mRNA as a Novel Treatment Strategy for Hereditary Spastic Paraplegia Type 5

Stefan Hauser, Marion Poenisch, Yvonne Schelling, Philip Höflinger, Stefanie Schuster, Axel Teegler, Rabea Betten, Jan Åke Gustafsson, Jeannette Hübener-Schmid, Thomas Schlake, Frédéric Chevessier-Tünnesen, Nigel Horscroft, Ingemar Björkhem, Ludger Schöls

Research output: Contribution to journalArticlepeer-review

21 Scopus citations


Hereditary spastic paraplegia type 5 is a neurodegenerative disease caused by loss-of-function mutations in the CYP7B1 gene encoding the oxysterol 7-α-hydroxylase involved in bile acid synthesis in the liver. Lack of CYP7B1 leads to an accumulation of its oxysterol substrates, in particular 25-hydroxycholesterol and 27-hydroxycholesterol that are able to cross the blood-brain barrier and have neurotoxic properties. A potential therapeutic strategy for SPG5 is the replacement of CYP7B1 by administration of mRNA. Here, we studied the intravenous application of formulated mouse and human CYP7B1 mRNA in mice lacking the endogenous Cyp7b1 gene. A single-dose injection of either mouse or human CYP7B1 mRNA led to a pronounced degradation of oxysterols in liver and serum within 2 days of treatment. Pharmacokinetics indicate a single injection of human CYP7B1 mRNA to be effective in reducing oxysterols for at least 5 days. Repetitive applications of mRNA were safe for at least 17 days and resulted in a significant reduction of neurotoxic oxysterols not only in liver and serum but also to some extent in the brain. Our study highlights the potential to use mRNA as a novel therapy to treat patients with SPG5 disease.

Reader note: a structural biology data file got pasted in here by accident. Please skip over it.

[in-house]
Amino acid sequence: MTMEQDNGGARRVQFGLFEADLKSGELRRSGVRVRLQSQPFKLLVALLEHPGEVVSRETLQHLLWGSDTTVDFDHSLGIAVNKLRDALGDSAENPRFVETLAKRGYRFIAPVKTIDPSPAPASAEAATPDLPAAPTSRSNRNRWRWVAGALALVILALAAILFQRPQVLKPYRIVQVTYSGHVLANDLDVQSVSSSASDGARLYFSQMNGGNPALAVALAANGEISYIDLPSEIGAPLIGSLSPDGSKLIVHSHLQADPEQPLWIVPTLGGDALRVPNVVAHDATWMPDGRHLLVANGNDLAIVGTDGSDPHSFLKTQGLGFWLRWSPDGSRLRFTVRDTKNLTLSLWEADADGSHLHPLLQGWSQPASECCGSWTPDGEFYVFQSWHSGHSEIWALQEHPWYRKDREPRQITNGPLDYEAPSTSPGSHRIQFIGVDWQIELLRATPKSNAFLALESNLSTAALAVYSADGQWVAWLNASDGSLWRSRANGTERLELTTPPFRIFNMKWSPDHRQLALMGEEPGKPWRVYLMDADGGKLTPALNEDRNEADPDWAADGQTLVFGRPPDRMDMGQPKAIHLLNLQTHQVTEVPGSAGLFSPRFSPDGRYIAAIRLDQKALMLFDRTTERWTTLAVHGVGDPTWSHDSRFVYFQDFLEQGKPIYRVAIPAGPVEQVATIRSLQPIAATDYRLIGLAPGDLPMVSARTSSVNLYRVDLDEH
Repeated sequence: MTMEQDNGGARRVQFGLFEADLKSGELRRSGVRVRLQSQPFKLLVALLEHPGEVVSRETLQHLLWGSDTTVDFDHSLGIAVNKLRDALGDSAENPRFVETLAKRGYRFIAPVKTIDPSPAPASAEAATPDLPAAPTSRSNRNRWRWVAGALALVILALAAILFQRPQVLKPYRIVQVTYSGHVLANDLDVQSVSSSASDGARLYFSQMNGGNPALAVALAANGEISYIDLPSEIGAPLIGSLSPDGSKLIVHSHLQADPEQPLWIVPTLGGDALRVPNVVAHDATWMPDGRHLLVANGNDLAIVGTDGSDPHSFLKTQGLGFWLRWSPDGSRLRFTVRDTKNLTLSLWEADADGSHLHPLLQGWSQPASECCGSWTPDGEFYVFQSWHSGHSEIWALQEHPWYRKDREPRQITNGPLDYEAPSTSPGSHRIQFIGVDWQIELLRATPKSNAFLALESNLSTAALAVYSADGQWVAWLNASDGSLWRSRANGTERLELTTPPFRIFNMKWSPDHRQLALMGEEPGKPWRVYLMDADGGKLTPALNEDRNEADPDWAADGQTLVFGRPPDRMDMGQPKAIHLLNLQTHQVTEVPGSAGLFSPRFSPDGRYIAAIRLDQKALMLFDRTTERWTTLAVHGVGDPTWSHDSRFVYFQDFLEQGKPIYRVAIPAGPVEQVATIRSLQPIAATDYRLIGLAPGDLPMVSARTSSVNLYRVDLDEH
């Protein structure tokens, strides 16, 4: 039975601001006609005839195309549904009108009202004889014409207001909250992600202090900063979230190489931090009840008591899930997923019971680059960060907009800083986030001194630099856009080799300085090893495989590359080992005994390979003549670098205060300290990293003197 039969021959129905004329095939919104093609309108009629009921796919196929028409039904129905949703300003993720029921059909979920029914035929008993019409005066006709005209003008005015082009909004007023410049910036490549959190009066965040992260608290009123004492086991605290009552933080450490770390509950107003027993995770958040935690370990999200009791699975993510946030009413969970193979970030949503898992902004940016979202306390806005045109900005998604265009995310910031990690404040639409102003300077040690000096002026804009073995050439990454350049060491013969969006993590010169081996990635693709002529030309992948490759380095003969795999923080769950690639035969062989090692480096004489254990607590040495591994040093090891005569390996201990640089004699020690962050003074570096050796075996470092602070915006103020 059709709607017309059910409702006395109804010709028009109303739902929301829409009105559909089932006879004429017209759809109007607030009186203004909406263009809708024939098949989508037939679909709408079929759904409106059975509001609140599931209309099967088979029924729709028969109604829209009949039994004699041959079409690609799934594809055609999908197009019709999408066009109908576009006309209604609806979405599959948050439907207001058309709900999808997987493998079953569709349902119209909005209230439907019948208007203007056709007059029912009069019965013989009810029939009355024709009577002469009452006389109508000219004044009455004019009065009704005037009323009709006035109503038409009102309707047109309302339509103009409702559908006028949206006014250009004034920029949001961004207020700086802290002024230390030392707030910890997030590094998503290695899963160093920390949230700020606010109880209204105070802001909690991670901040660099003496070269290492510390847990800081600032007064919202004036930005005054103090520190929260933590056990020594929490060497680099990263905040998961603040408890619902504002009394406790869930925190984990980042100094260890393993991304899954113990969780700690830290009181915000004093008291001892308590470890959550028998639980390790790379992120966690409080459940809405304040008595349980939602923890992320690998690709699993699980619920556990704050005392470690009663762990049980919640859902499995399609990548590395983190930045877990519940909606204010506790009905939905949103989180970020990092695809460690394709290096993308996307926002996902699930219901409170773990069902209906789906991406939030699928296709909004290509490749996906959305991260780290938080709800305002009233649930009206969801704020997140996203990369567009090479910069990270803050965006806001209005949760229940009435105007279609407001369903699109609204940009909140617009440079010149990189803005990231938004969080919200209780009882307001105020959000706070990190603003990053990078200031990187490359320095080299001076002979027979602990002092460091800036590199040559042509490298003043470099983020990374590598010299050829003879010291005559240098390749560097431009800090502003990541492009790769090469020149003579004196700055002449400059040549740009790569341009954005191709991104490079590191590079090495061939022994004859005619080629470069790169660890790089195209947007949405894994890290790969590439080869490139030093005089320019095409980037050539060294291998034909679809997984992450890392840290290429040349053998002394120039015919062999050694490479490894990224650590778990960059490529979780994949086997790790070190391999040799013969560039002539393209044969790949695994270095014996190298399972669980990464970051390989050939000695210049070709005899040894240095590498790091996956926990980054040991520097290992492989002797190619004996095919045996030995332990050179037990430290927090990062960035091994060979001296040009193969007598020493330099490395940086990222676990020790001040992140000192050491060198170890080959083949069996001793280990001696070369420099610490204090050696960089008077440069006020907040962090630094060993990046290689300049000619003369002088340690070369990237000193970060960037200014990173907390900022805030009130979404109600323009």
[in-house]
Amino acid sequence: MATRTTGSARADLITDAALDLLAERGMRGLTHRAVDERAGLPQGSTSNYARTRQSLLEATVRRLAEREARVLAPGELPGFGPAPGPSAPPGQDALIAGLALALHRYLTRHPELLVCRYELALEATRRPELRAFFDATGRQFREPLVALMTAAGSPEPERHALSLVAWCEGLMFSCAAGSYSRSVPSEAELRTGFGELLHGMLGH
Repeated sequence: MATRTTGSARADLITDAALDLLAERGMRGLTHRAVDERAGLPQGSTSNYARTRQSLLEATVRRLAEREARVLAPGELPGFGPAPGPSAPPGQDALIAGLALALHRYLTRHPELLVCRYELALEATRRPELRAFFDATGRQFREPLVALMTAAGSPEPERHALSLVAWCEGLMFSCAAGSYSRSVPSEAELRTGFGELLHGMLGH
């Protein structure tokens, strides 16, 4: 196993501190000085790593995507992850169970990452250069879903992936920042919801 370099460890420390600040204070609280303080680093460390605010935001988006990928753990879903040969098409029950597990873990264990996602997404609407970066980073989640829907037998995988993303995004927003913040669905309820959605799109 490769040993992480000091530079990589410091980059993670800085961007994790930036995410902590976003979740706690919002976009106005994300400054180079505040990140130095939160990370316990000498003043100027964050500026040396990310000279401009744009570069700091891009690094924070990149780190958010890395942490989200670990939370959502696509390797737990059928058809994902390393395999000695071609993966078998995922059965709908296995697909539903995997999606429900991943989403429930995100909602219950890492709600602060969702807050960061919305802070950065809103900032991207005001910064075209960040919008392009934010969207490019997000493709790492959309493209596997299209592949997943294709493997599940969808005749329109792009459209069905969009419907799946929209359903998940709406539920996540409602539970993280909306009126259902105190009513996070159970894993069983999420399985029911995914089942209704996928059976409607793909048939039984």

Original languageEnglish (US)
Pages (from-to)359-370
Number of pages12
JournalMolecular Therapy - Methods and Clinical Development
StatePublished - Dec 13 2019


  • CYP7B1
  • Hereditary spastic paraplegia
  • SPG5
  • gene therapy
  • mRNA therapy

ASJC Scopus subject areas

  • Molecular Medicine
  • Molecular Biology
  • Genetics


Dive into the research topics of 'mRNA as a Novel Treatment Strategy for Hereditary Spastic Paraplegia Type 5'. Together they form a unique fingerprint.

Cite this